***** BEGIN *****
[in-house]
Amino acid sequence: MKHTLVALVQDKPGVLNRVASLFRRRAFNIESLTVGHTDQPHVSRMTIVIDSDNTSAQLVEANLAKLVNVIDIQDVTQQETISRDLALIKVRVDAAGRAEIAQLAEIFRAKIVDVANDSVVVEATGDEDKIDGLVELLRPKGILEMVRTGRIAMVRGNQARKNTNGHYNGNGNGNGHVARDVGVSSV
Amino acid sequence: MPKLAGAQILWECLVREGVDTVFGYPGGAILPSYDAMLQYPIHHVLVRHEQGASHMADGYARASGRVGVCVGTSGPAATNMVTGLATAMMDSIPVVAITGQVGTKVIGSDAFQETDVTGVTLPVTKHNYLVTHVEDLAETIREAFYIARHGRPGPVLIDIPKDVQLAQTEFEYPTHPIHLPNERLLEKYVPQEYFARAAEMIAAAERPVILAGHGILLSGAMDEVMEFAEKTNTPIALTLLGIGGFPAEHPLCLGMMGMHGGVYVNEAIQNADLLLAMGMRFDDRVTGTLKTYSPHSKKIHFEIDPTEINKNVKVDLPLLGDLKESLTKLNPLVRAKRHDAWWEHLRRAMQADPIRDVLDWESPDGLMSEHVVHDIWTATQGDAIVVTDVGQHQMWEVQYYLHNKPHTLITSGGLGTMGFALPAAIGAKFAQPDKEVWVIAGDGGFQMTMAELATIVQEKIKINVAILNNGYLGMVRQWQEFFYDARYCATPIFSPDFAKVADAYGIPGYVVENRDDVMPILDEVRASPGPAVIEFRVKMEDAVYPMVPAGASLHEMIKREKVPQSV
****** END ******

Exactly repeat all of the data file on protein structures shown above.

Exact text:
[in-house]
Amino acid sequence: MKHTLVALVQDKPGVLNRVASLFRRRAFNIESLTVGHTDQPHVSRMTIVIDSDNTSAQLVEANLAKLVNVIDIQDVTQQETISRDLALIKVRVDAAGRAEIAQLAEIFRAKIVDVANDSVVVEATGDEDKIDGLVELLRPKGILEMVRTGRIAMVRGNQARKNTNGHYNGNGNGNGHVARDVGVSSV
Amino acid sequence: MPKLAGAQILWECLVREGVDTVFGYPGGAILPSYDAMLQYPIHHVLVRHEQGASHMADGYARASGRVGVCVGTSGPAATNMVTGLATAMMDSIPVVAITGQVGTKVIGSDAFQETDVTGVTLPVTKHNYLVTHVEDLAETIREAFYIARHGRPGPVLIDIPKDVQLAQTEFEYPTHPIHLPNERLLEKYVPQEYFARAAEMIAAAERPVILAGHGILLSGAMDEVMEFAEKTNTPIALTLLGIGGFPAEHPLCLGMMGMHGGVYVNEAIQNADLLLAMGMRFDDRVTGTLKTYSPHSKKIHFEIDPTEINKNVKVDLPLLGDLKESLTKLNPLVRAKRHDAWWEHLRRAMQADPIRDVLDWESPDGLMSEHVVHDIWTATQGDAIVVTDVGQHQMWEVQYYLHNKPHTLITSGGLGTMGFALPAAIGAKFAQPDKEVWVIAGDGGFQMTMAELATIVQEKIKINVAILNNGYLGMVRQWQEFFYDARYCATPIFSPDFAKVADAYGIPGYVVENRDDVMPILDEVRASPGPAVIEFRVKMEDAVYPMVPAGASLHEMIKREKVPQSV